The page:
What are the risks?
1. Blood clots
- A personal history of VTE (blood clots) or a known thrombogenic mutation (genetic problems that increase your risk of forming blood clots) are conditions that represent an unacceptable health risk if CHC is used.
- For women with a family history of VTE, a negative thrombophilia screen does not necessarily exclude all thrombogenic mutations and a thrombophilia screen is not recommended routinely before prescribing CHC.
- The UKMEC classifies having a first-degree relative with a history of VTE under the age of 45 years as a UKMEC 3(risk outweights benefits).
- Use of CHC in women aged ≥35 years who smoke is not recommended.
3. Risk of ischaemic stroke
- Health professionals should be aware that there may be a very small increase in the absolute risk of ischaemic stroke associated with CHC use.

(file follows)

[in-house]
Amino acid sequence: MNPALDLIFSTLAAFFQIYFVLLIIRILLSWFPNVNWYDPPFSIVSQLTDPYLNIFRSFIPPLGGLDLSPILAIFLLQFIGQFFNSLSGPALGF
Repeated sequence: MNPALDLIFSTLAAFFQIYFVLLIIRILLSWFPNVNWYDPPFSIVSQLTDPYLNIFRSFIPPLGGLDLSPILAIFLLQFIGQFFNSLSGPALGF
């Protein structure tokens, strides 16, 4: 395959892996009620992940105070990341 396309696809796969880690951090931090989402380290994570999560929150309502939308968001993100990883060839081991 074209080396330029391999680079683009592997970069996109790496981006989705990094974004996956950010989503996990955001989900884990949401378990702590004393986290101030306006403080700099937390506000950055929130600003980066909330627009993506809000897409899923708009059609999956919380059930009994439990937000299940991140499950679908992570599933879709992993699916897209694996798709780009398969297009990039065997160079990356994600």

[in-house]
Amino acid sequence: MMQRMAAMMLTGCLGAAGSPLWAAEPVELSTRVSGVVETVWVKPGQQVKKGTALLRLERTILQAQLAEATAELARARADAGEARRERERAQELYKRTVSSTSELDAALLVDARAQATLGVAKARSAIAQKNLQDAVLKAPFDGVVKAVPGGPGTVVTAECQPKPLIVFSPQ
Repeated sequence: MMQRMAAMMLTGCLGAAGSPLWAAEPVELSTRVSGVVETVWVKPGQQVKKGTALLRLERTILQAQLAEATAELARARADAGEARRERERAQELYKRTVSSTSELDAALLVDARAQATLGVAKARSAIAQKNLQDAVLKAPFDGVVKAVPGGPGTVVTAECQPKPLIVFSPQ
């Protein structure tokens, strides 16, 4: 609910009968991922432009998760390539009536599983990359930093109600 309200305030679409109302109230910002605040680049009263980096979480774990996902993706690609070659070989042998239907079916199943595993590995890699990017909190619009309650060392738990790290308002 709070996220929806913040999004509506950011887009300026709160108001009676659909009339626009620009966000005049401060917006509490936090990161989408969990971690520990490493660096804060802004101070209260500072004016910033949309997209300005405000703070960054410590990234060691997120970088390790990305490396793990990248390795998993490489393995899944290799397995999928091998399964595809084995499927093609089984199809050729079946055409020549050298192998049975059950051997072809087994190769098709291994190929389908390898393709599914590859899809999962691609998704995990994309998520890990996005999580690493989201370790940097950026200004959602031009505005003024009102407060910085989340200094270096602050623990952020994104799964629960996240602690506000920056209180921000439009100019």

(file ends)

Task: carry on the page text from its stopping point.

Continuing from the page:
4. Blood pressure
- Systolic BP ≥160 mmHg or diastolic BP ≥95 mmHg is a condition that represents an unacceptable health risk if CHC is used.
- The risk of using CHC in women with a BMI ≥35kg/m2 usually outweighs the benefits.
- CHC should not be used in women with migraine with aura.
- Any risk of breast cancer associated with CHC use is likely to be small, and will reduce with time after stopping.
- A family history of breast cancer therefore does not restrict use of CHC (UKMEC 1).
What are the benefits of using Combined Hormonal Contraceptives?
- Reduced risk of ovarian and endometrial cancer that continues for several decades after stopping.
- May help to improve acne.
- COC use is associated with a reduction in the risk of colorectal cancer and this may also apply to other CHCs.
- May help to reduce menstrual pain and bleeding.
- May reduce menopausal symptoms.
- Current evidence does not support a causal association between CHC and weight gain.